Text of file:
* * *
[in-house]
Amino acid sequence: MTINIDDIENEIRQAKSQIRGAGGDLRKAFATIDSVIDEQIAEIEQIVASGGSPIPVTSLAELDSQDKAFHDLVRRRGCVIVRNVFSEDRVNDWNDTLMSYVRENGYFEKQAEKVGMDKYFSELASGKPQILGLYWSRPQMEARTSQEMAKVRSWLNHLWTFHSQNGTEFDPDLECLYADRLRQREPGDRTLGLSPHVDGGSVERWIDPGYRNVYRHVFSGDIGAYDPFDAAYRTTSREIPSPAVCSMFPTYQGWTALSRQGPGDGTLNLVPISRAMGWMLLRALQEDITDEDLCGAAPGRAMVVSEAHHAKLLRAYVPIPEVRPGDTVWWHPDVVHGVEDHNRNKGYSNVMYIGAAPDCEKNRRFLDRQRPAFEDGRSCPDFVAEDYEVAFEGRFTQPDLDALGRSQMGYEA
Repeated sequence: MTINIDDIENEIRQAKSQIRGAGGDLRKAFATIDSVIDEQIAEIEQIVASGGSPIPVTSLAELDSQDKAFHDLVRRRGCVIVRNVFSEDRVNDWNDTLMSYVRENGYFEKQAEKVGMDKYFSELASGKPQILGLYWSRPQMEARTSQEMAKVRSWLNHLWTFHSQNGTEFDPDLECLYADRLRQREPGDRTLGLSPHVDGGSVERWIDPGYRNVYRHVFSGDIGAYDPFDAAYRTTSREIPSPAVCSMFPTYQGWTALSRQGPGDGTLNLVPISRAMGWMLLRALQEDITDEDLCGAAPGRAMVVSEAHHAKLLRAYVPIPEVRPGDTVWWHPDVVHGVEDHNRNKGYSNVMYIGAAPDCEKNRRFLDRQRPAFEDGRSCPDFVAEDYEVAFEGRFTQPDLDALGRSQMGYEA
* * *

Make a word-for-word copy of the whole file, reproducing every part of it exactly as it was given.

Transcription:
[in-house]
Amino acid sequence: MTINIDDIENEIRQAKSQIRGAGGDLRKAFATIDSVIDEQIAEIEQIVASGGSPIPVTSLAELDSQDKAFHDLVRRRGCVIVRNVFSEDRVNDWNDTLMSYVRENGYFEKQAEKVGMDKYFSELASGKPQILGLYWSRPQMEARTSQEMAKVRSWLNHLWTFHSQNGTEFDPDLECLYADRLRQREPGDRTLGLSPHVDGGSVERWIDPGYRNVYRHVFSGDIGAYDPFDAAYRTTSREIPSPAVCSMFPTYQGWTALSRQGPGDGTLNLVPISRAMGWMLLRALQEDITDEDLCGAAPGRAMVVSEAHHAKLLRAYVPIPEVRPGDTVWWHPDVVHGVEDHNRNKGYSNVMYIGAAPDCEKNRRFLDRQRPAFEDGRSCPDFVAEDYEVAFEGRFTQPDLDALGRSQMGYEA
Repeated sequence: MTINIDDIENEIRQAKSQIRGAGGDLRKAFATIDSVIDEQIAEIEQIVASGGSPIPVTSLAELDSQDKAFHDLVRRRGCVIVRNVFSEDRVNDWNDTLMSYVRENGYFEKQAEKVGMDKYFSELASGKPQILGLYWSRPQMEARTSQEMAKVRSWLNHLWTFHSQNGTEFDPDLECLYADRLRQREPGDRTLGLSPHVDGGSVERWIDPGYRNVYRHVFSGDIGAYDPFDAAYRTTSREIPSPAVCSMFPTYQGWTALSRQGPGDGTLNLVPISRAMGWMLLRALQEDITDEDLCGAAPGRAMVVSEAHHAKLLRAYVPIPEVRPGDTVWWHPDVVHGVEDHNRNKGYSNVMYIGAAPDCEKNRRFLDRQRPAFEDGRSCPDFVAEDYEVAFEGRFTQPDLDALGRSQMGYEA